Kerby Peak (Southwestern Oregon) 08-Jun-2020

Kerby Peak (5,545 feet) rises above the east side of the Illinois Valley, almost directly across from Pearsoll Peak in the Kalmiopsis Wilderness. Since the trail to the old lookout site on its summit was rebuilt in 1998, it’s become somewhat of a local favorite (even if Sullivan has relegated it to the back of his Southern Oregon guidebook 😦 ). It offers some good exercise, big views (if you time the weather right), and a variety of wildflowers (again, if you get the timing right). Today we hiked it mainly for the exercise (or just to show that we still had the legs), didn’t get the weather timed right, but were spot-on with the wildflowers.

The trail starts with a steep climb some 1,500 feet in 1.5 miles up Kerby’s rainforest-like north ridge, on a series of long and short switchbacks. It’s a steady, but relentless, climb that was relieved today by some wildflowers we didn’t expect to see in bloom this late. These included some freshly sprouted Snow Plants which were the most intensely fluorescent red color we’ve ever seen in the forest – we thought at first that they were some kind of survey marker.

Climbing the lower section of trail
Western Coral-Root
Snow Plant
The Snow Plant’s urn-shaped flowers
Fresh leaves

After this initial burst of climbing, the trail’s gradient eased as we made our way through a drier forest on the east side of Point 5112. On a clear day, there’s a nice view from here of Grayback Mountain and Big Sugarloaf Peak off to the southeast. Today all we could manage was a brief glimpse of the fresh snow (yes, snow in June!) on Grayback’s flanks.

Snowy Grayback peaks through the ever shifting clouds

The area around Kerby hosts small stands of the rare Brewer Spruce – one of the rarest conifers in North America. It’s characterized by its drooping or “weeping” foliage.

Brewer Spruce

The relatively gentle climb around Point 5112 ends with another short, stiff climb to the old lookout site on the summit. Thanks to the ever-shifting clouds, our views this day were pretty much restricted to Pearsoll Peak across the Illinois Valley in the Kalmiopsis Wilderness.

Swirling clouds from the summit
Pearsoll Peak (arrow) west across the Illinois Valley

Despite the clouds and a light breeze, it wasn’t particularly cold on the summit, so we had a snack and watched the clouds swirl. Although this hike was intended to put anxiety about the Big V in the background for a while, it was hard not to recall the old lookout’s connection with an earlier “epidemic” (we’re using that term very loosely here). According to the Bureau of Land Management’s (BLM) brochure for this hike, the Oregon State Forestry Department acquired the decommissioned lookout from the Forest Service in 1966 and promptly burned it down. While lookout burning was not an uncommon practice back in the 1960s, the excuse here was that the lookout’s last tenant had a communicable disease (presumably Shingles – a varicella-zoster virus that causes chickenpox) and burning was necessary to prevent its spread. Applying the torch is certainly several steps above hand sanitizer and a face mask. o_O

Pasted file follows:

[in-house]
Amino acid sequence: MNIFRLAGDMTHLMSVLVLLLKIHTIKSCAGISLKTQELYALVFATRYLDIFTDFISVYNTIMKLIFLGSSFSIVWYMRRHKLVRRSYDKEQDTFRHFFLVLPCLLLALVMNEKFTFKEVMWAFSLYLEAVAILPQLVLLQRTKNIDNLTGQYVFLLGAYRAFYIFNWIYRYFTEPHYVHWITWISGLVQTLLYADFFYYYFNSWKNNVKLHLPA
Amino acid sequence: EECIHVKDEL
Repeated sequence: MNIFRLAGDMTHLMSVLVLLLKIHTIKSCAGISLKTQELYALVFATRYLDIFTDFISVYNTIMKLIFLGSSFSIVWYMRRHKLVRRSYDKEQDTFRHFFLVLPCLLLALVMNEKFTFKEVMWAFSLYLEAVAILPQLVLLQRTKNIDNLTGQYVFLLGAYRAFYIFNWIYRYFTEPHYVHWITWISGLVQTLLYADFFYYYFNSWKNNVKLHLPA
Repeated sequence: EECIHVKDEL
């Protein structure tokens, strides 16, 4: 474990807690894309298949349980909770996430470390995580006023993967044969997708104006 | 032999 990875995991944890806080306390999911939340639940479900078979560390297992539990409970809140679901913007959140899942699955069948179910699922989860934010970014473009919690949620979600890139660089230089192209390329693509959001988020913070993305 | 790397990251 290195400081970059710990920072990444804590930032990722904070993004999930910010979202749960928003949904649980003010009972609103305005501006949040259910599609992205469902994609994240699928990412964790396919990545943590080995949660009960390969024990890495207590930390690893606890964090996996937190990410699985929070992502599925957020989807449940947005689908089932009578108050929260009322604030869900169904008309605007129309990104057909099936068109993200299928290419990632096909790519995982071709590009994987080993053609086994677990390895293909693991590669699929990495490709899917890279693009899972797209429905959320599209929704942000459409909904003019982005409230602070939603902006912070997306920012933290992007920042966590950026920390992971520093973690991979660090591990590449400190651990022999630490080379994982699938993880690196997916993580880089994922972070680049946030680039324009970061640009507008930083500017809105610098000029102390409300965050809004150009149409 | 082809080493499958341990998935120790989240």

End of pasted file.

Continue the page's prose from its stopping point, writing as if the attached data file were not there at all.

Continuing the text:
Descending from the summit as the clouds swirl
Clearing!

The trail passes a rocky point (Point 4463) before starting its final plunge down Kerby’s north ridge to the trailhead. The rocks here host a garden of various stable-soil-loving plants, including various species of Stonecrop, along with the colorful Siskiyou Lewisia. By now, the sun had made an appearance, so we spent some time crawling (carefully) among the rocks admiring the blooms.

Sickle-Leaved Onion
Siskiyou Lewisia
Sierra Stonecrop
Broad-Leaved Stonecrop
Sugar Stick
Pacific Dogwood – the blossoms positively glow within the dark forest
The seemingly long trail back…

This short (6.4 miles round-trip) but steep (2,600 feet of gain in 3.2 miles) hike gave us all the exercise we’ll need for awhile. The views were dimmed but the wildflowers were amazing . We drove home through Williams on the paved forest road that follows the South Fork of Deer Creek. Along the creek we saw a dark colored, medium-sized animal lope across the road from the creek and scramble up the slope opposite. It was quick but we got close enough to see that it was a Pacific Marten, a member of the weasel family. We consider it a rare privilege to even catch a glimpse of one in the wild. 🙂

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2 comments

  1. What a wonderful hike! Lots of interesting flowers, rare trees, an unusual animal sighting, and a microbiology lesson to boot! It doesn’t get much better than this.

    Like

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